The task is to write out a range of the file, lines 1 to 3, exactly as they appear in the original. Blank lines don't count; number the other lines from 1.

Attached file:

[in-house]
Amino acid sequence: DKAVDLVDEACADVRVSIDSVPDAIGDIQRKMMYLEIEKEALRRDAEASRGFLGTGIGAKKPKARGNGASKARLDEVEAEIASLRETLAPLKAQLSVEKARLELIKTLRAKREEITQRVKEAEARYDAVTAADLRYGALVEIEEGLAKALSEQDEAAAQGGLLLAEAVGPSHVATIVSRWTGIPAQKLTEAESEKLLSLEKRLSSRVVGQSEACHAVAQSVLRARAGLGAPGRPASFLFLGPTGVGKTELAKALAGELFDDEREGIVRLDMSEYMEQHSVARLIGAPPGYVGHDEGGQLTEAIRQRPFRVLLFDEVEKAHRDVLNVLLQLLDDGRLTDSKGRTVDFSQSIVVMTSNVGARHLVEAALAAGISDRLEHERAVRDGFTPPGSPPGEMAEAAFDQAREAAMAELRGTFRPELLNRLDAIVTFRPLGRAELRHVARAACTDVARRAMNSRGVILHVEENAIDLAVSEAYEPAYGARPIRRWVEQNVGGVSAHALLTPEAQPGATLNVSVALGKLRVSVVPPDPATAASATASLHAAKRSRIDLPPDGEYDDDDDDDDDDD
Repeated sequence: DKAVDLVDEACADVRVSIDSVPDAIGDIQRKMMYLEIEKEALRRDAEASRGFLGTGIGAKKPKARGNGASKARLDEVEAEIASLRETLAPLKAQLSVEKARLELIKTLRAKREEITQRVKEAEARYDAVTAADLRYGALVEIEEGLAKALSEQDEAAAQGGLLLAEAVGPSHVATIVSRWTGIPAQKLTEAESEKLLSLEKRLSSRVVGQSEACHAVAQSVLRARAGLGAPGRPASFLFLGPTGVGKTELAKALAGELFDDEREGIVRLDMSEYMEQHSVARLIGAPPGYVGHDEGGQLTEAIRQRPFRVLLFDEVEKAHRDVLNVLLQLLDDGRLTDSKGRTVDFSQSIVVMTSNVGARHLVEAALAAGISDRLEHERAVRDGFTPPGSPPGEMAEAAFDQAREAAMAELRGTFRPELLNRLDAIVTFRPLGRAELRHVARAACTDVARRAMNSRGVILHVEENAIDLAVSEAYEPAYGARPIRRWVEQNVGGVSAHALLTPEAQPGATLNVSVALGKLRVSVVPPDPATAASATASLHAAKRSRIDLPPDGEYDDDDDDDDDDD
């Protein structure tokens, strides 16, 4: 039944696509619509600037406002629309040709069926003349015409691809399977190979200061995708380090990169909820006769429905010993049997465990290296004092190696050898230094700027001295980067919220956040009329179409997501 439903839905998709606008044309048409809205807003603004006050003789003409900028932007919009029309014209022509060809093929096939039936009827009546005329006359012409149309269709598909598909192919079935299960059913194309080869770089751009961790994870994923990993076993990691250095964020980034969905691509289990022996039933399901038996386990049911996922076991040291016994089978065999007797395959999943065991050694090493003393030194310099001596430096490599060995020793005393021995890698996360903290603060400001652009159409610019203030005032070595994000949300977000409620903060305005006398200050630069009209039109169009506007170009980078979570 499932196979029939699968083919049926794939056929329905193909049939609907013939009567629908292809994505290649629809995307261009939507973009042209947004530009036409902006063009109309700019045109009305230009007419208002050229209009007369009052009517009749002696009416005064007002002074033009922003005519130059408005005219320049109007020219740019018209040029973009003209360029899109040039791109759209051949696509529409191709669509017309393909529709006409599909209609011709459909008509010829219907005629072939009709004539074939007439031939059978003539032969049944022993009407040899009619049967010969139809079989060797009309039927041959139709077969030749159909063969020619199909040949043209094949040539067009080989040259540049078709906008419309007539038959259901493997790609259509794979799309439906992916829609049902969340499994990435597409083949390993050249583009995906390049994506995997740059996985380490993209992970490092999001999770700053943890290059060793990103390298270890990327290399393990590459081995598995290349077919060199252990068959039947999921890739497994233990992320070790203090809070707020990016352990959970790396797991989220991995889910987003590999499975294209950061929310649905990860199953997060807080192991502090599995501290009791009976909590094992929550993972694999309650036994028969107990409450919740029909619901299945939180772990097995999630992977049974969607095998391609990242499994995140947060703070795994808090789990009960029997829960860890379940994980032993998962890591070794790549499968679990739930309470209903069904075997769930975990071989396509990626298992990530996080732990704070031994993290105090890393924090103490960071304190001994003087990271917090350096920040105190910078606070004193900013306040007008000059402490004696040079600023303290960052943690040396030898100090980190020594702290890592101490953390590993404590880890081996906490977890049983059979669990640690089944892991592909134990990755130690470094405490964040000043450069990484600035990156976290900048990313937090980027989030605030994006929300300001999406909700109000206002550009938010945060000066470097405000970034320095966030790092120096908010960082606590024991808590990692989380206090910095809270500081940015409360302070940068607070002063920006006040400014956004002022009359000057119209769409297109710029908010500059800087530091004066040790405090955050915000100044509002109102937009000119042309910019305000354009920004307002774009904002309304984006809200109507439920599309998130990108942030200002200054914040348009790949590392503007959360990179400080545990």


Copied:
[in-house]
Amino acid sequence: DKAVDLVDEACADVRVSIDSVPDAIGDIQRKMMYLEIEKEALRRDAEASRGFLGTGIGAKKPKARGNGASKARLDEVEAEIASLRETLAPLKAQLSVEKARLELIKTLRAKREEITQRVKEAEARYDAVTAADLRYGALVEIEEGLAKALSEQDEAAAQGGLLLAEAVGPSHVATIVSRWTGIPAQKLTEAESEKLLSLEKRLSSRVVGQSEACHAVAQSVLRARAGLGAPGRPASFLFLGPTGVGKTELAKALAGELFDDEREGIVRLDMSEYMEQHSVARLIGAPPGYVGHDEGGQLTEAIRQRPFRVLLFDEVEKAHRDVLNVLLQLLDDGRLTDSKGRTVDFSQSIVVMTSNVGARHLVEAALAAGISDRLEHERAVRDGFTPPGSPPGEMAEAAFDQAREAAMAELRGTFRPELLNRLDAIVTFRPLGRAELRHVARAACTDVARRAMNSRGVILHVEENAIDLAVSEAYEPAYGARPIRRWVEQNVGGVSAHALLTPEAQPGATLNVSVALGKLRVSVVPPDPATAASATASLHAAKRSRIDLPPDGEYDDDDDDDDDDD
Repeated sequence: DKAVDLVDEACADVRVSIDSVPDAIGDIQRKMMYLEIEKEALRRDAEASRGFLGTGIGAKKPKARGNGASKARLDEVEAEIASLRETLAPLKAQLSVEKARLELIKTLRAKREEITQRVKEAEARYDAVTAADLRYGALVEIEEGLAKALSEQDEAAAQGGLLLAEAVGPSHVATIVSRWTGIPAQKLTEAESEKLLSLEKRLSSRVVGQSEACHAVAQSVLRARAGLGAPGRPASFLFLGPTGVGKTELAKALAGELFDDEREGIVRLDMSEYMEQHSVARLIGAPPGYVGHDEGGQLTEAIRQRPFRVLLFDEVEKAHRDVLNVLLQLLDDGRLTDSKGRTVDFSQSIVVMTSNVGARHLVEAALAAGISDRLEHERAVRDGFTPPGSPPGEMAEAAFDQAREAAMAELRGTFRPELLNRLDAIVTFRPLGRAELRHVARAACTDVARRAMNSRGVILHVEENAIDLAVSEAYEPAYGARPIRRWVEQNVGGVSAHALLTPEAQPGATLNVSVALGKLRVSVVPPDPATAASATASLHAAKRSRIDLPPDGEYDDDDDDDDDDD